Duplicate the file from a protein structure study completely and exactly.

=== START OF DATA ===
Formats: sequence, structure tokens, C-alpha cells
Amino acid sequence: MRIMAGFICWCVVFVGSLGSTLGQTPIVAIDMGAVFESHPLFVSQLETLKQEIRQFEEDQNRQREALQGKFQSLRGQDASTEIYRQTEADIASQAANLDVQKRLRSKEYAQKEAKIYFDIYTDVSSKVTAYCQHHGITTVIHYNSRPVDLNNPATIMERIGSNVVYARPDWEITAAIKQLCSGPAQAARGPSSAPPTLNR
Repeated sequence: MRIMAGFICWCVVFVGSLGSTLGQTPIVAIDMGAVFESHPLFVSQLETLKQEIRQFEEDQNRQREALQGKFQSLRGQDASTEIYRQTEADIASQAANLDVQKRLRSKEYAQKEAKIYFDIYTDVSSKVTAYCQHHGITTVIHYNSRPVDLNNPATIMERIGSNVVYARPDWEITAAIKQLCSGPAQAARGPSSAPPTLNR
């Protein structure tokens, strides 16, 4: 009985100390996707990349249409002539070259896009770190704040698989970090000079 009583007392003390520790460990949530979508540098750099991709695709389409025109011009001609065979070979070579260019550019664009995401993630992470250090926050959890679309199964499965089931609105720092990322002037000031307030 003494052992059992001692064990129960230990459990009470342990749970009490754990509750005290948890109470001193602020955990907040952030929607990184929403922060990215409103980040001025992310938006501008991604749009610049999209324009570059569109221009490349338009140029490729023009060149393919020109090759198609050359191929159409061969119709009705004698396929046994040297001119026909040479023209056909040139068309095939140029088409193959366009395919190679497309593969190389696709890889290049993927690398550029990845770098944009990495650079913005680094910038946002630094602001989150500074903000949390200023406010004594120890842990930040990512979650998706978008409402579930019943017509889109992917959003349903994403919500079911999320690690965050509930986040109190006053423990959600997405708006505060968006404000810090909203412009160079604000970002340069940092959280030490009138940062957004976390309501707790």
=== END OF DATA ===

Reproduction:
Formats: sequence, structure tokens, C-alpha cells
Amino acid sequence: MRIMAGFICWCVVFVGSLGSTLGQTPIVAIDMGAVFESHPLFVSQLETLKQEIRQFEEDQNRQREALQGKFQSLRGQDASTEIYRQTEADIASQAANLDVQKRLRSKEYAQKEAKIYFDIYTDVSSKVTAYCQHHGITTVIHYNSRPVDLNNPATIMERIGSNVVYARPDWEITAAIKQLCSGPAQAARGPSSAPPTLNR
Repeated sequence: MRIMAGFICWCVVFVGSLGSTLGQTPIVAIDMGAVFESHPLFVSQLETLKQEIRQFEEDQNRQREALQGKFQSLRGQDASTEIYRQTEADIASQAANLDVQKRLRSKEYAQKEAKIYFDIYTDVSSKVTAYCQHHGITTVIHYNSRPVDLNNPATIMERIGSNVVYARPDWEITAAIKQLCSGPAQAARGPSSAPPTLNR
């Protein structure tokens, strides 16, 4: 009985100390996707990349249409002539070259896009770190704040698989970090000079 009583007392003390520790460990949530979508540098750099991709695709389409025109011009001609065979070979070579260019550019664009995401993630992470250090926050959890679309199964499965089931609105720092990322002037000031307030 003494052992059992001692064990129960230990459990009470342990749970009490754990509750005290948890109470001193602020955990907040952030929607990184929403922060990215409103980040001025992310938006501008991604749009610049999209324009570059569109221009490349338009140029490729023009060149393919020109090759198609050359191929159409061969119709009705004698396929046994040297001119026909040479023209056909040139068309095939140029088409193959366009395919190679497309593969190389696709890889290049993927690398550029990845770098944009990495650079913005680094910038946002630094602001989150500074903000949390200023406010004594120890842990930040990512979650998706978008409402579930019943017509889109992917959003349903994403919500079911999320690690965050509930986040109190006053423990959600997405708006505060968006404000810090909203412009160079604000970002340069940092959280030490009138940062957004976390309501707790």